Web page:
When you hold a candle you need both hands. you have to guard the flame…you can’t hold a club or stone at the same time.

Inspired by reading in Eco Mind, (Frances Moore Lappé) we tap into the thought that breaking from the pack is terrifying for humans.

Read this excerpt, a journal entry from then 14 year-old Markuz Leagel, writing of his parents and his experience, just four weeks ahead of the November 9th, 1989 fall of the Berlin Wall.

 

Thousands of people gather. They’re here to pray. They’re praying for peace. The prayer is set to start at 6 p.m. The idea is to use the Nicolai church, but that’s already full and it’s still only four o’clock. We go down to the church of St. Thomas. That’s full too, but we manage to find a space. Mum, dad, and me. We’re a family. Not just us, but everyone. Everyone in EVERy church at the moment. (186-188, Lappé, 2011)

He continues on quoting a minister as saying, ” When you hold a candle you need both hands. You have to guard the flame…. You can’t hold a stone or a club at the same time…. The army fighting patrols and police were drawn in, started conversations and retreated.”

And then he continued:

 

“Thousands of people…lay their candles at the feet of the armed soldiers and police. The steps of the Stasi (state security) building – the organization that spied on, abused and sold people out- are now awash with candles. It looks like a river of peace and light.”

As we have evolved by responding to nature, to cooperate, to empathize, to feel useful- so much so that we evolved in tribes.

Valuing the success of the pack over all else, we have at times lost backbone when testing ideas that aren’t congruent with the whole.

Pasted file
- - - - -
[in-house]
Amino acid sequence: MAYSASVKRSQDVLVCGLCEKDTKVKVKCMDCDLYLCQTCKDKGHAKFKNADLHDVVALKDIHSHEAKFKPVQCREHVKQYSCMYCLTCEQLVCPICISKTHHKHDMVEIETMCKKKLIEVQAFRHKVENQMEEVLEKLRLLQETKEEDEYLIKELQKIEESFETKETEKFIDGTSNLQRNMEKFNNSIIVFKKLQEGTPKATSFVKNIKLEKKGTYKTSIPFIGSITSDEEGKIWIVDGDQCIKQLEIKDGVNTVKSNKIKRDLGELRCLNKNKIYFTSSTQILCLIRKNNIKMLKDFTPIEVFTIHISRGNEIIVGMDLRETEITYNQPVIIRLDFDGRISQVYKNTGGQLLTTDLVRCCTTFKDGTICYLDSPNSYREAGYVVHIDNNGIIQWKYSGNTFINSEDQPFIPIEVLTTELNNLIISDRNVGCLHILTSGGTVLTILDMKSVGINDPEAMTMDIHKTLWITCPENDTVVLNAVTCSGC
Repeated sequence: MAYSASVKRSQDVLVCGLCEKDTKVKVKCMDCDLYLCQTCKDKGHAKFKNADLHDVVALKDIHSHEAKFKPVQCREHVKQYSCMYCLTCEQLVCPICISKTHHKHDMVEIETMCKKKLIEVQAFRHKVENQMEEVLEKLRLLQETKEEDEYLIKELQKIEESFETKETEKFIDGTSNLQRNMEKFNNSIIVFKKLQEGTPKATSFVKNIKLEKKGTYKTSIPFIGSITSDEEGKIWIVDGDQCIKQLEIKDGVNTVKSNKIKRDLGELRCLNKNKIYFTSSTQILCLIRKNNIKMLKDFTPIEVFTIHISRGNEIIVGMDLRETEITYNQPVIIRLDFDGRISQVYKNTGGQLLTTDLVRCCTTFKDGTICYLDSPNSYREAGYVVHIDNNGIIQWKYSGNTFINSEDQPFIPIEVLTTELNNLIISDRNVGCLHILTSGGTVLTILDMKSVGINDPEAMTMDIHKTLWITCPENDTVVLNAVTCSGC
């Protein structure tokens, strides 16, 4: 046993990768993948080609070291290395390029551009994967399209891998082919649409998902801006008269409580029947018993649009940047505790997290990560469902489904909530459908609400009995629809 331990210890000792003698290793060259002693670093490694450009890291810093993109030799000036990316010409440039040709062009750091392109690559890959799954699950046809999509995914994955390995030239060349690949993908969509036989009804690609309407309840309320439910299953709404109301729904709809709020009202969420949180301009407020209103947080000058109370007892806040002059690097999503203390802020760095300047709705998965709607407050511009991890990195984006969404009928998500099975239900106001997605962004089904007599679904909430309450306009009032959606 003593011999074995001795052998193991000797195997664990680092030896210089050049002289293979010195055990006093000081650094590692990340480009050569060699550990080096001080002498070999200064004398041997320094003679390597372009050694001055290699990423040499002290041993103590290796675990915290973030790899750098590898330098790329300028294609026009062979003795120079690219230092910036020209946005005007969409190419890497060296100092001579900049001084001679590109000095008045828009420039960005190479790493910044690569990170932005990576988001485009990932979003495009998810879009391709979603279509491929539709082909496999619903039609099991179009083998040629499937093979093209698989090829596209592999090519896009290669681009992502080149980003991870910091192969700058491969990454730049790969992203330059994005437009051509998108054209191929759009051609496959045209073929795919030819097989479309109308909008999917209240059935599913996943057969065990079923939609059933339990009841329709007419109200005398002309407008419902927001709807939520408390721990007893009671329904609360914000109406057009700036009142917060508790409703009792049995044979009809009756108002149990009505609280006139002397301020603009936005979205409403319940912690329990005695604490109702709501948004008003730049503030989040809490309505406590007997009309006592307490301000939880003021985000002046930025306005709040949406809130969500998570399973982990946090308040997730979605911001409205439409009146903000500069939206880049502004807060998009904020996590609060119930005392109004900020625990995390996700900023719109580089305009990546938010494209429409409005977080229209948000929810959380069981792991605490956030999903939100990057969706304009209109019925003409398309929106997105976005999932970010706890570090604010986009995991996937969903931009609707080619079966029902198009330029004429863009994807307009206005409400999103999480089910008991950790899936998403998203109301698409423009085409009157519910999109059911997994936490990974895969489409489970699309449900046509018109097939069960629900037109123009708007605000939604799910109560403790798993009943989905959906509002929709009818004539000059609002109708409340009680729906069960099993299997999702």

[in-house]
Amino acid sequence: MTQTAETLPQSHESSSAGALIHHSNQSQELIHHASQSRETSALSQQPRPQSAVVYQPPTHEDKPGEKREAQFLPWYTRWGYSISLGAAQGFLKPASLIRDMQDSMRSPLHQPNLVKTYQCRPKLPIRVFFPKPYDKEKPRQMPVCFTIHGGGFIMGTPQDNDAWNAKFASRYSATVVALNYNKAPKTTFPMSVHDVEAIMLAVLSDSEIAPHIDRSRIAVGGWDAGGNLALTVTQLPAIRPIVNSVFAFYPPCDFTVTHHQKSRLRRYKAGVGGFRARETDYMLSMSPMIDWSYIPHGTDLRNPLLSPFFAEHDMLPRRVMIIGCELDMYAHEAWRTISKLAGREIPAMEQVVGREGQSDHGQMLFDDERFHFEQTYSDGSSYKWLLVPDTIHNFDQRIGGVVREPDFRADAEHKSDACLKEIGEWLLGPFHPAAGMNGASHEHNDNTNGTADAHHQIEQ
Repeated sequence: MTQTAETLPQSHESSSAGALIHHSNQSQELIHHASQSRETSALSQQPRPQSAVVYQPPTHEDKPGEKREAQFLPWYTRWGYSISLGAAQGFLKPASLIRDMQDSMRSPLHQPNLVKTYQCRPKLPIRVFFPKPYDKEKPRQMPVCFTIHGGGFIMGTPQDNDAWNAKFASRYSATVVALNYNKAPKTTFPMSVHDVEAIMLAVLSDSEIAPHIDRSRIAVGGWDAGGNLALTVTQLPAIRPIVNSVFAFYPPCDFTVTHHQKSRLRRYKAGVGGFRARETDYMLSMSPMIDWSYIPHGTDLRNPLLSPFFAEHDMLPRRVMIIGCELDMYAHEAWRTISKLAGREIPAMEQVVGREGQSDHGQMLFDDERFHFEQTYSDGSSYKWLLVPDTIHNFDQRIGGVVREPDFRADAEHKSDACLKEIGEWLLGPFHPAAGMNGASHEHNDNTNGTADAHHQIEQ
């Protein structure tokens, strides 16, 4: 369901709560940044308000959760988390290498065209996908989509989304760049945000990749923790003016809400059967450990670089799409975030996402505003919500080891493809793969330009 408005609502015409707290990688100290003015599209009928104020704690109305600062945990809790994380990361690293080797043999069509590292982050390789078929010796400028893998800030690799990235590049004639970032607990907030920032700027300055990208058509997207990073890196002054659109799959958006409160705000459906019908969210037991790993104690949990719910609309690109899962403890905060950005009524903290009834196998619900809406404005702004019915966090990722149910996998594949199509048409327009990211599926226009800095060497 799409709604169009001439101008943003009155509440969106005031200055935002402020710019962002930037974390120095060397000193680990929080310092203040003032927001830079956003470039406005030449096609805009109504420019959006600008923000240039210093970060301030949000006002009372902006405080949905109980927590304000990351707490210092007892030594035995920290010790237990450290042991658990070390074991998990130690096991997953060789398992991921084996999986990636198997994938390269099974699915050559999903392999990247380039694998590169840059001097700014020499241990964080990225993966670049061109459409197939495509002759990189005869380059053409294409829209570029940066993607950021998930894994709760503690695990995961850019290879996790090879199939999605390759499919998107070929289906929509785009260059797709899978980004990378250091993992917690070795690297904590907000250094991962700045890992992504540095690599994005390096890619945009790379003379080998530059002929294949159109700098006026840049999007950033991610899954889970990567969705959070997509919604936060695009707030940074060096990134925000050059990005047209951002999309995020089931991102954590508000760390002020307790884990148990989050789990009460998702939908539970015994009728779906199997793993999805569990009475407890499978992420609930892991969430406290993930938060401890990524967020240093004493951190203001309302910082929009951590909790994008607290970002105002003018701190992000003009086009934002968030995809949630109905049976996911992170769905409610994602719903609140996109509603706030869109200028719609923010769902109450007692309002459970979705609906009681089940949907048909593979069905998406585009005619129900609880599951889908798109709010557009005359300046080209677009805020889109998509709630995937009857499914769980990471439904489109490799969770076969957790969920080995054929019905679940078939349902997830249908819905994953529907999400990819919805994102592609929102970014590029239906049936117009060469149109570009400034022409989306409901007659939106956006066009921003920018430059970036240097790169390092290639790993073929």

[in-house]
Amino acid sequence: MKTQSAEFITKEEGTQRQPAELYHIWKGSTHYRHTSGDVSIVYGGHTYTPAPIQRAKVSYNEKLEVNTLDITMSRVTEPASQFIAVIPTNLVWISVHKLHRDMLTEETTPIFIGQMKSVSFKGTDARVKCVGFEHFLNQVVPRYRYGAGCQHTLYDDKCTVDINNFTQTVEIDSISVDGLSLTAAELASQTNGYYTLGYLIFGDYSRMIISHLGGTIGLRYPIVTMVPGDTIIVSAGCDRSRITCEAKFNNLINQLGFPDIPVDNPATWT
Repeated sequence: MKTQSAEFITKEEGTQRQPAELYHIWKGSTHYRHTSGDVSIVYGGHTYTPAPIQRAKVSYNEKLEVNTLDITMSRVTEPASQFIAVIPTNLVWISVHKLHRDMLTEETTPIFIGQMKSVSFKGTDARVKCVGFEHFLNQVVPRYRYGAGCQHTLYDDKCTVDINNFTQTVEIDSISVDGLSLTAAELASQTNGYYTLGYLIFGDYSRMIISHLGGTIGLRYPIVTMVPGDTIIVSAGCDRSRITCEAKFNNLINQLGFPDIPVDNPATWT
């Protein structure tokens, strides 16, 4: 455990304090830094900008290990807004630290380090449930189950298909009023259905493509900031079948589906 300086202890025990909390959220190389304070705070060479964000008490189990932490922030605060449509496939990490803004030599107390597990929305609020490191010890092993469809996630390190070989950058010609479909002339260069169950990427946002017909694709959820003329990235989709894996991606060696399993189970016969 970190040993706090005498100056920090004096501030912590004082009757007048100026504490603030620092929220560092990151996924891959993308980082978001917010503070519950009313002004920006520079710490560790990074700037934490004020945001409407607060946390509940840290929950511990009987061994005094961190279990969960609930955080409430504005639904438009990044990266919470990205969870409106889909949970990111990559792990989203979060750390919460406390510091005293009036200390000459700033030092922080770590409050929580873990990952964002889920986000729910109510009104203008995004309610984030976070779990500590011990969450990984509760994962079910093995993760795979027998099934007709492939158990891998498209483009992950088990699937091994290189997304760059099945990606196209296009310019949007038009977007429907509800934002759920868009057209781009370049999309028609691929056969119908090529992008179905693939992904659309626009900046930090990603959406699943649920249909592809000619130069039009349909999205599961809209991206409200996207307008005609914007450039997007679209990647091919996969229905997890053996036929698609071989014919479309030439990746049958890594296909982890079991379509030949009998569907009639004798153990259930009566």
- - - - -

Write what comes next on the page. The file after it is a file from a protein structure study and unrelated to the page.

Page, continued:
A mere four weeks following Markus account, the Berlin Wall fell, and soon thereafter a leader in the collapsed East German regime, Horst Sindermann, acknowledged, “We had planned everything. We were prepared for any eventuality. Any except for candles and prayers.”

How may we apply this lesson when thinking of how to live more sustainably? In these current times when group-think maybe leading us over an ecological edge, amongst other perils- again, how do we break free?

We choose to be different. We must believe in ourselves and have courage to act differently, to stand up prodding, and pushing back against a global culture of intimidation, and centralized corporate dominance.

Now is the time for civic courage. We must re-frame not only our ecological worldview, but our natural fear response as well. To act prudently. To act with our planets interest at heart will take courage.

Surely you have seen the now famous Youtube video of the guy who starts dance party at a rave. It takes courage to act differently. It takes courage to stand out, and be viewed as weird or separate from the pack.

And as illustrated in that scene, one person inspired two, which in turn inspired the pack to realize how similar they were, and that when aligning their spirit of fun, dance, and community – the pack simply reemerged together as one, in unity for the greater good.

This lone dancer showed courage (or at least knew how to let loose, and pay no mind to being viewed as different), and you too can show your civic courage by engaging in activities that may be viewed as different from the outset, yet are in alignment with your values. The rest of the pack will show up.

Be brave.

If you’d like to engage your civic courage muscles with us, please sign-up for our newsletter, and join us for our next Earth Element Day as we engage in service for a more sustainable future.

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Brandon Vondera, is an event professional and creative director with Pineapple House Platforms. His interest in sustainability led him to want to host a Party with a Purpose. After meeting with Chris of Re-Mat Recycle, the two decided to join forces to bring you Elementz Fest.

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